Songun elevates the Korean People's Armed Forces within North Korea as an organization and as a state function, granting it the primary position in the North Korean government and society. The principle guides domestic policy and international interactions.[7] It provides the framework of the government, designating the military as the "supreme repository of power". It also facilitates the militarization of non-military sectors by emphasizing the unity of the military and the people by spreading military culture among the masses.[8] The North Korean government grants the Korean People's Army as the highest priority in the economy and in resource-allocation, and positions it as the model for society to emulate.[9] Songun is also the ideological concept behind a shift in policies (since the death of Kim Il-sung in 1994) which emphasize the people's military over all other aspects of state and the interests of the military comes first before the masses (workers).

Philippines[edit]

the Philippine Army in Malolos Bulacan ca.1899

In the Pre-Colonial era, the Filipino people had their own forces, divided between the islands which each had its own ruler. They were called Sandig (Guards), Kawal (Knights), and Tanod. They also served as the police and watchers on the land, coastlines and seas. In 1521, The Visayan King of Mactan Lapu-Lapu of Cebu, organized the first recorded military action against the Spanish colonizers, in the Battle of Mactan.

In the 19th century during the Philippine Revolution, Andrés Bonifacio founded the Katipunan, a revolutionary organization against Spain at the Cry of Pugad Lawin. Some notable battles were the Siege of Baler, The Battle of Imus, Battle of Kawit, Battle of Nueva Ecija, the victorious Battle of Alapan and the famous Twin Battles of Binakayan and Dalahican. During Independence, the President General Emilio Aguinaldo established the Magdalo, a faction separate from Katipunan, and he declared the Revolutionary Government in the constitution of the First Philippine Republic.

And during the Filipino-American War, the General Antonio Luna as a High-Ranking General, He Ordered a Conscription to all Citizens, a mandatory form of National Services (at any War's) for the increase the density and the manpower of the Philippine Army.

During World War II, the Philippines was one of the participants, as a member of Allied Forces, the Philippines with the U.S. Forces fought the Imperial Japanese Army, (1942–1945) the notable battles is the victorious Battle of Manila, which also called "The Liberation".

During the 1970s the President Ferdinand Marcos declared P.D.1081 or martial law, which also made the Philippines a garrison state. By the Philippine Constabulary (PC) and Integrated National Police (INP), The High-School or Secondary and College Education have a compulsory Curriculum concerning the Military, and nationalism which is the "Citizens Military Training" (CMT) And "Reserve Officers Training Corps" (ROTC). But in 1986, when the constitution changed, this form of National Service Training Program became non-compulsory but still part of the Basic Education.[10]

Russia[edit]

Large nuclear weapons stockpile with global range (dark blue)

Russia has also had a long history of Militarism continuing on to the present day driven by her desire to protect her Western Frontier which has no natural buffers between potential invaders in the rest of continental Europe and her heartlands in European Russia. Ever since Peter the Great's reforms, Russia became one of Europe's Great Powers in terms of political and military strength. Through the Imperial era, Russia continued on her quest for territorial expansion into Siberia, Caucasus and into Eastern Europe eventually conquering the majority of the Polish-Lithuanian Commonwealth.

The end of Imperial rule in 1917 meant the loss of some territory following the treaty of Brest-Litovsk, but much of it was quickly reconquered by the Soviet Union later on, including events such as the partition of Poland and reconquest of the Baltic states in the late 1930s and 40s. Soviet influence reached its peak after WWII in the Cold War era, where the Soviet Union occupied virtually all of Eastern Europe in a military alliance known as the Warsaw Pact: the Soviet Army playing a key role.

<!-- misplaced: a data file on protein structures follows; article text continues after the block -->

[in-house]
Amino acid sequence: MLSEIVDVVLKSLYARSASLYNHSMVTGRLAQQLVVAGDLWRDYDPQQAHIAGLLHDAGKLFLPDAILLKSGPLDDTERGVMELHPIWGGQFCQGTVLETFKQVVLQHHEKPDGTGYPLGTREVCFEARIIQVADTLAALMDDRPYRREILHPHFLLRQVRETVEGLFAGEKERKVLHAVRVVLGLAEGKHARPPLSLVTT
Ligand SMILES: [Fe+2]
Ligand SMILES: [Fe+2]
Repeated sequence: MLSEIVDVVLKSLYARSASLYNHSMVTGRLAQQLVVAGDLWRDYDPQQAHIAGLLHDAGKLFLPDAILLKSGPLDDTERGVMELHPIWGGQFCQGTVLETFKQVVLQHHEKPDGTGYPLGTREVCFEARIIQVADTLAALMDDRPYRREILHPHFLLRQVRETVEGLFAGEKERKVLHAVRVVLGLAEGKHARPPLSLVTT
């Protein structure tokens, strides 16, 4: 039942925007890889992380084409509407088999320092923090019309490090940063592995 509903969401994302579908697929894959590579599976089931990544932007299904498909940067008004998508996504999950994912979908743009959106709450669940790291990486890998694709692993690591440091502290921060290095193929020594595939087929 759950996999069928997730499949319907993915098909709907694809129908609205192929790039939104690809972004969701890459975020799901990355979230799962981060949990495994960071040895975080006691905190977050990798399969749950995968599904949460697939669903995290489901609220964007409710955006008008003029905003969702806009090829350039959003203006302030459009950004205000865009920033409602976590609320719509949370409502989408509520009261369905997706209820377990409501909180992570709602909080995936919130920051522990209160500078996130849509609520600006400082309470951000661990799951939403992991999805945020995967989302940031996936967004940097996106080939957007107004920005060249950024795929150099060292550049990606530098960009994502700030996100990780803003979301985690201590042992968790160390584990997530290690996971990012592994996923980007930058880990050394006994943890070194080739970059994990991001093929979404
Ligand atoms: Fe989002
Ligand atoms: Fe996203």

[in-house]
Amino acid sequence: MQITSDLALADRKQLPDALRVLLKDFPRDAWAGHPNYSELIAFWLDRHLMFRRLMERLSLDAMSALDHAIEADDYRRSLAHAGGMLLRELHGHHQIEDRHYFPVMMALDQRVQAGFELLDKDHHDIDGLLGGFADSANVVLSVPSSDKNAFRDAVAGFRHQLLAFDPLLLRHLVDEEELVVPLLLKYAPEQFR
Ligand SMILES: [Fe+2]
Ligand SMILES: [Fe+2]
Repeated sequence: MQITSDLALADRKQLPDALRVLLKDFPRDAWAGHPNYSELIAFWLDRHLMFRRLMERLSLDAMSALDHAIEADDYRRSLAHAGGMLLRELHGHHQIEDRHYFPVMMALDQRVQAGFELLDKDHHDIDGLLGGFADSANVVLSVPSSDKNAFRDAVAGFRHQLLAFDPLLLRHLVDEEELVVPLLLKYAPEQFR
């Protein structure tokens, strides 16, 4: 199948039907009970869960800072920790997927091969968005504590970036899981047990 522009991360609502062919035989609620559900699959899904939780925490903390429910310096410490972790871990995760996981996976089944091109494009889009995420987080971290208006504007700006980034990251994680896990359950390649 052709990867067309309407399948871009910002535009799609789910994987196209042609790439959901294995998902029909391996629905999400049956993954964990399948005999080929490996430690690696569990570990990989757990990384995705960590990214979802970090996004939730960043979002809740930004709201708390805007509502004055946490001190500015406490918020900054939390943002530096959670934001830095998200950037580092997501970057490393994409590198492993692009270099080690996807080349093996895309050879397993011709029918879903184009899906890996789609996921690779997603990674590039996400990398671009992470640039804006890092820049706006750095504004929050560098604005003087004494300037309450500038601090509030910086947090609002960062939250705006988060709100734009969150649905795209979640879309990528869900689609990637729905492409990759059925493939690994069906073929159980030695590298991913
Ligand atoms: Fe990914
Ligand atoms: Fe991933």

All this was lost however, with the dissolution of the Soviet Union in 1991. Russia was greatly weaken in what Russia's second President Vladimir Putin called the greatest geopolitical disaster of the 20th Century. Nevertheless, under Putin's leadership, a resurgent modern Russia has maintained a tremendous amount of geopolitical influence in the countries that spawned from the dissolution of the Soviet Union and modern Russia remains Eastern Europe's leading if not dominant power.

Turkey[edit]

Warning sign at the fence of the military area in Kırklareli, Turkey

Militarism has a long history in Turkey.

The Ottoman Empire lasted for centuries and always relied on its military might, but militarism was not a part of everyday life. Militarism was only introduced into daily life with the advent of modern institutions, particularly schools, which became part of the state apparatus when the Ottoman Empire was succeeded by a new nation state – the Republic of Turkey – in 1923. The founders of the republic were determined to break with the past and modernise the country. There was, however, an inherent contradiction in that their modernist vision was limited by their military roots. The leading reformers were all military men and, in keeping with the military tradition, all believed in the authority and the sacredness of the state. The public also believed in the military. It was the military, after all, who led the nation through the War of Liberation (1919–1923) and saved the motherland.

The first military coup in the history of the republic was on 27th May 1960, which resulted in the hanging of PM Adnan Menderes and 2 ministers, and a new constitution was introduced, creating a Constitutional Court to vet the legislation passed by parliament, and a military-dominated National Security Council to oversee the government affairs similar to the politburo in the Soviet Union.[11] The second military coup took place on 12th March 1971, this time only forcing the government to resign and installing a cabinet of technocrats and bureaucrats without dissolving the parliament. The third military coup took place on 12th September 1980, which resulted in the dissolution of parliament and all political parties as well as imposition of a much more authoritarian constitution. There was another military intervention that was called a "post-modern coup" on 28 February 1997 which merely forced the government to resign, and finally an unsuccessful military coup attempt on 15th July 2016.